In elections, appearance counts more than most of us care to admit. It all comes down to the brain’s orbitofrontal cortex
Those who watched the New Hampshire Republican debate surely made a mental note of aspects of the candidates’ appearances as they staked out their turf: Ted Cruz’s jutting chin, Ben Carson’s avuncular temples, Donald Trump’s blond, blond hair, Marco Rubio’s full cheeks and boyish manner.
It’s all window-dressing, you might say; only the candidates’ positions matter. But in politics, looks count more than we care to admit.
Indeed, we often clinch our political decisions a split-second after we see a candidate and don’t change them much over time. In a 2006 study published in Psychological Science and led by Alexander Todorov of Princeton University, subjects who selected favorites after a brief glance at snapshots of unfamiliar candidates were able to predict who would win nearly 70% of the 2004 Senate and House races. When the researchers gave people more time to decide, they simply confirmed their first impressions.
In another study, published in 2008 in the Proceedings of the National Academy of Sciences, Prof. Todorov and colleague Nikolaas Oosterof digitally manipulated people’s facial features in photos, revealing just what makes us fall so hard for a candidate. They showed that a rounded, baby-faced appearance with prominent cheekbones, arched inner eyebrows and a sunny demeanor makes a person seem trustworthy.
Such snap judgments also can skew life-or-death decisions, according to a new study in Social Psychological & Personality Science. Assessments of the trustworthiness of convicted murderers based on their facial features aligned well with how they were sentenced. The sense that a prisoner was trustworthy was a good predictor of whether he got life in prison or the death sentence.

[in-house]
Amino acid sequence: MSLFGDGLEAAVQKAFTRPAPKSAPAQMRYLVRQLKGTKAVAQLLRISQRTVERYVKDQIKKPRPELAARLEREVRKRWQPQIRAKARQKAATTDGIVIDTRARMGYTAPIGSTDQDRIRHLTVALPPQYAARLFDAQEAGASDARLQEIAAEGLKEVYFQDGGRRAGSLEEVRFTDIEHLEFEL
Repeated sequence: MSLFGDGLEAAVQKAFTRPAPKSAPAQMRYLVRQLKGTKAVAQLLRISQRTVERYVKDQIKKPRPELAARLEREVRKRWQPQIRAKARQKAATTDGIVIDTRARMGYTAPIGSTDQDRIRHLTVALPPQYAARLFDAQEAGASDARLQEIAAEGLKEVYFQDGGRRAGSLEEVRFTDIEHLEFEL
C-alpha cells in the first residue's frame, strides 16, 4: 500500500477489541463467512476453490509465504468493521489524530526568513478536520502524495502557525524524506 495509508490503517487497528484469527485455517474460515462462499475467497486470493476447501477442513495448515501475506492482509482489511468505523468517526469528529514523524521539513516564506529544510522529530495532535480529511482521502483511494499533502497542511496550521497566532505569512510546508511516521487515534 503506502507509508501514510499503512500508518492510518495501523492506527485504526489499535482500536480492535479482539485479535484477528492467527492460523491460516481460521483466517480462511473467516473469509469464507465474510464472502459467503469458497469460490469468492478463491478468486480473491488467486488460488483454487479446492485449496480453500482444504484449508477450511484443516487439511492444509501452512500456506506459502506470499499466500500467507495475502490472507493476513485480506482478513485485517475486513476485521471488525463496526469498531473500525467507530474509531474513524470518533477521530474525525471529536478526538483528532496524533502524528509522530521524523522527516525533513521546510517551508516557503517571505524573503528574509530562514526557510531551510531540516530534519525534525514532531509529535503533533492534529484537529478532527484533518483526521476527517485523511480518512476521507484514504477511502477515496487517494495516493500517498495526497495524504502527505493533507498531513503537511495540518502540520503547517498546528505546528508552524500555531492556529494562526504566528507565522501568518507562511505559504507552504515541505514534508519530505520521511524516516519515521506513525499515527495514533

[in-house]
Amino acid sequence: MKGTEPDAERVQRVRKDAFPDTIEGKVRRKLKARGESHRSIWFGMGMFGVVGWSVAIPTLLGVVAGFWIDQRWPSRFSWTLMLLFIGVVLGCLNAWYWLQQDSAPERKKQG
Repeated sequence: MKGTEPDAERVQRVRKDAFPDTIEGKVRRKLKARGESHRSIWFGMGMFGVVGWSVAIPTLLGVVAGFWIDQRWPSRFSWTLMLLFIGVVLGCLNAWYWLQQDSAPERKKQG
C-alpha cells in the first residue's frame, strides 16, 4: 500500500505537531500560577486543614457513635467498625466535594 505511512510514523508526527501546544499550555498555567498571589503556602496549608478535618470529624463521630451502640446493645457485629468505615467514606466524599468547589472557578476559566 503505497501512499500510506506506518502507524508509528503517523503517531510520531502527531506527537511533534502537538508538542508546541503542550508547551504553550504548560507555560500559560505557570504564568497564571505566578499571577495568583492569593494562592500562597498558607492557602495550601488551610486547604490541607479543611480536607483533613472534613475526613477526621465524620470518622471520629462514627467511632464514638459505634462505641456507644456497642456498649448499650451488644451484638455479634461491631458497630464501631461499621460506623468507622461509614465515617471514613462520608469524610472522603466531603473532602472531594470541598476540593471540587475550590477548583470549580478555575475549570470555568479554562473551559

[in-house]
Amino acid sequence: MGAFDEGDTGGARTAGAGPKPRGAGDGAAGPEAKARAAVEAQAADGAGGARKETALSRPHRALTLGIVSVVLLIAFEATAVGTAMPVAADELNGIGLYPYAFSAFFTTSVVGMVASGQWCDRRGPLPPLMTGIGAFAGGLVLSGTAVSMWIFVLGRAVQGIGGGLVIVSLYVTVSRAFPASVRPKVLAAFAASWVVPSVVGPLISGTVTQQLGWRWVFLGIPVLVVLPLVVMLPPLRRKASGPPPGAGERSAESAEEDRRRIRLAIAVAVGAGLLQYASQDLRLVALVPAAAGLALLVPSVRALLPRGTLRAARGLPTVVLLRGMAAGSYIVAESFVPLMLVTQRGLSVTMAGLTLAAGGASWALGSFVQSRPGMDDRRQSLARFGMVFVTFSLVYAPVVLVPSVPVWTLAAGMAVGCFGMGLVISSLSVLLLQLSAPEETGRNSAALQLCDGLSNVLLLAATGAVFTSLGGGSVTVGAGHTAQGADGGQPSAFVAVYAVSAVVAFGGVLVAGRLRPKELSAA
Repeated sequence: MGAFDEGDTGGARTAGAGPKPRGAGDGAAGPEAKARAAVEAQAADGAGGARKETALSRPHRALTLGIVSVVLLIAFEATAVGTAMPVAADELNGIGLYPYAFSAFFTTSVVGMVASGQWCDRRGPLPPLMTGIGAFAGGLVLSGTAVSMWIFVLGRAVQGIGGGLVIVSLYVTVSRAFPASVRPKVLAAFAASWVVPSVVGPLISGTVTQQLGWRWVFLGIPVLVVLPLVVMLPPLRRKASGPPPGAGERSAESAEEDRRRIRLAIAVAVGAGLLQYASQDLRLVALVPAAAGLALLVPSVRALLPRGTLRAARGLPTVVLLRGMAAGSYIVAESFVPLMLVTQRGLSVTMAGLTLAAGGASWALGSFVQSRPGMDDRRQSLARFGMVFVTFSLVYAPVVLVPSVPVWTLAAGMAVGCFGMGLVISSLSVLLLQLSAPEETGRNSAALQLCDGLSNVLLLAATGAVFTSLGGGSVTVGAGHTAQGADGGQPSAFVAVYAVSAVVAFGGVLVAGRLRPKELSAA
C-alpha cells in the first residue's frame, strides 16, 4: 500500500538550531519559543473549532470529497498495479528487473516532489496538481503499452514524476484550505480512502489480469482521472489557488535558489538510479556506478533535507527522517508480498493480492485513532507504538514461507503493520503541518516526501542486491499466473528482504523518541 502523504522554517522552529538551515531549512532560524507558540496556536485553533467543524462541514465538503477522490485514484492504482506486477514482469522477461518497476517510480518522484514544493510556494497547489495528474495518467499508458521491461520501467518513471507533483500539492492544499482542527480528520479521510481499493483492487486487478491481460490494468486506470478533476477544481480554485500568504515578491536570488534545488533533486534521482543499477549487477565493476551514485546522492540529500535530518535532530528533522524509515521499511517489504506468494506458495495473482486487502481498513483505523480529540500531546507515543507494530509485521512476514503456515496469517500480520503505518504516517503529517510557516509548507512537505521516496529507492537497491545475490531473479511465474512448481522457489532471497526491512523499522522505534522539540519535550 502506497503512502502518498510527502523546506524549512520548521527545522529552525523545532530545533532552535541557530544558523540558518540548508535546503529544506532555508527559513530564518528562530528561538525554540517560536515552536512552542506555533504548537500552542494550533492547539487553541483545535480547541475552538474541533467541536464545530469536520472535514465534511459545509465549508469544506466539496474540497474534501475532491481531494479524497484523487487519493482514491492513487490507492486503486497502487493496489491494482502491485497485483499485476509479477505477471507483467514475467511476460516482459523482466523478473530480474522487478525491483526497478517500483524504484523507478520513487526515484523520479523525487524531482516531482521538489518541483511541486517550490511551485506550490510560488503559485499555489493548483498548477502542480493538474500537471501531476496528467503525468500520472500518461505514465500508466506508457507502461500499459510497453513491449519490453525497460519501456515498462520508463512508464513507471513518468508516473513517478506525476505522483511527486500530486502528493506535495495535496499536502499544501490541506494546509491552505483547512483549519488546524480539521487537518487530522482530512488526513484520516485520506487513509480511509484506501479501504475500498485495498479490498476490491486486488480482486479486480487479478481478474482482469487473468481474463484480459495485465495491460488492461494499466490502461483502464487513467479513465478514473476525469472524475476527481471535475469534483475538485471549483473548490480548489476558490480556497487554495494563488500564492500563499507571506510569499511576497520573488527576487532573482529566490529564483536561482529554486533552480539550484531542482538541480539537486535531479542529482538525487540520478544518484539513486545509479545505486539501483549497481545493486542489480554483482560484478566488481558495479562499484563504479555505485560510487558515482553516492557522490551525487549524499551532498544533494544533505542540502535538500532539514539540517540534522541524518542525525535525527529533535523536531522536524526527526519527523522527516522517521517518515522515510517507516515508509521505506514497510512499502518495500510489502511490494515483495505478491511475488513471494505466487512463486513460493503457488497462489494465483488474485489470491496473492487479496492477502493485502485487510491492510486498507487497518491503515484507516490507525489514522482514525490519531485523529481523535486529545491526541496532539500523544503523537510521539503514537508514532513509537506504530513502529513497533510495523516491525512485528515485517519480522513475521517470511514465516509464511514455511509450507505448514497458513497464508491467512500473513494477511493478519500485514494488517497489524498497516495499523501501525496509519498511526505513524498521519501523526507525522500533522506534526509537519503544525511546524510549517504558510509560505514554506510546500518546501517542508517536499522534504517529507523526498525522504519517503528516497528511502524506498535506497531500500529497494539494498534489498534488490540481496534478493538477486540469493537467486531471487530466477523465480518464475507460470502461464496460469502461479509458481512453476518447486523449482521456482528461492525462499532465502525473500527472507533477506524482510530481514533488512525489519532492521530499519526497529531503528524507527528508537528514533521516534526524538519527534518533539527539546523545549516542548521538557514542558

Not only do we make critical inferences about people based on their appearance, but another study, published last June in the Journal of Neuroscience, suggests that the ability to assimilate more than one piece of information about them hinges on having a healthy brain—a healthy orbitofrontal cortex, to be precise. Situated right behind the eyeballs on the floor of the skull, this area of the brain is central to social decision-making and impulse control—and to how we make political choices, according to the study.
Lesley Fellows and her team at the Montreal Neurological Institute and McGill University investigated what happens when the orbitofrontal cortex is badly damaged. How might that affect a person’s first impressions of a candidate? The researchers found seven people who had lost use of this part of their brain due to an aneurysm or tumor surgery but whose other cognitive abilities were intact. The study also included a group of 18 people with frontal lobe damage but no harm to the orbitofrontal cortex area. Another control group included matched, healthy subjects.
The researchers asked participants to look at pairs of head shots of political candidates. The subjects didn’t know the candidates and didn’t have any information about them. They first “voted” for one from each pair based on the photos. Then they rated each candidate on two traits: perceived attractiveness and competence (the latter a guess based on appearance).
The votes of the healthy participants and of the 18 people whose brain injuries did not include the orbitofrontal area included considerations of both attractiveness and competence—that is, they might vote for someone whom they judged to be competent even if that candidate wasn’t rated the most attractive. But the votes of the seven people with orbitofrontal damage matched one factor only: the candidates’ appearance. They were most likely to vote for whoever they deemed most attractive.
Even those of us fortunate enough not to have brain damage often can’t explain why we like who we like. “Eventually the brain gets overwhelmed with so many factors,” Dr. Fellows told me. “When it gets to be too much, people just simplify.”